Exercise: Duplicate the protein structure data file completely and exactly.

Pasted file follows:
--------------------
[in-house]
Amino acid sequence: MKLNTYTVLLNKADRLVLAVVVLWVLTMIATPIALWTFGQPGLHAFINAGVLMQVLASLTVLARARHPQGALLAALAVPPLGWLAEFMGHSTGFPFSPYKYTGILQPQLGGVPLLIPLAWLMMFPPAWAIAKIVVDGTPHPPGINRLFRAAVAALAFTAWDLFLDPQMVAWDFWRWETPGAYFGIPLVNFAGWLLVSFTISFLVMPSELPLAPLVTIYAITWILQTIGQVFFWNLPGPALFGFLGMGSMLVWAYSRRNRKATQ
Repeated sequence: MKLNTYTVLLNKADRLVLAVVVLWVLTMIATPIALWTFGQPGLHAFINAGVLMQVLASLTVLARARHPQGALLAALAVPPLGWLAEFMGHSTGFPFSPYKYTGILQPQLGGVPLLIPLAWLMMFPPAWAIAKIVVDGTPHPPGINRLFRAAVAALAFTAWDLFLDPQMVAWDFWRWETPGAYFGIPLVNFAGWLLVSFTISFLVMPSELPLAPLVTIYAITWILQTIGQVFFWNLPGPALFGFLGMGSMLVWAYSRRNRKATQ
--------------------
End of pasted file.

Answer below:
[in-house]
Amino acid sequence: MKLNTYTVLLNKADRLVLAVVVLWVLTMIATPIALWTFGQPGLHAFINAGVLMQVLASLTVLARARHPQGALLAALAVPPLGWLAEFMGHSTGFPFSPYKYTGILQPQLGGVPLLIPLAWLMMFPPAWAIAKIVVDGTPHPPGINRLFRAAVAALAFTAWDLFLDPQMVAWDFWRWETPGAYFGIPLVNFAGWLLVSFTISFLVMPSELPLAPLVTIYAITWILQTIGQVFFWNLPGPALFGFLGMGSMLVWAYSRRNRKATQ
Repeated sequence: MKLNTYTVLLNKADRLVLAVVVLWVLTMIATPIALWTFGQPGLHAFINAGVLMQVLASLTVLARARHPQGALLAALAVPPLGWLAEFMGHSTGFPFSPYKYTGILQPQLGGVPLLIPLAWLMMFPPAWAIAKIVVDGTPHPPGINRLFRAAVAALAFTAWDLFLDPQMVAWDFWRWETPGAYFGIPLVNFAGWLLVSFTISFLVMPSELPLAPLVTIYAITWILQTIGQVFFWNLPGPALFGFLGMGSMLVWAYSRRNRKATQ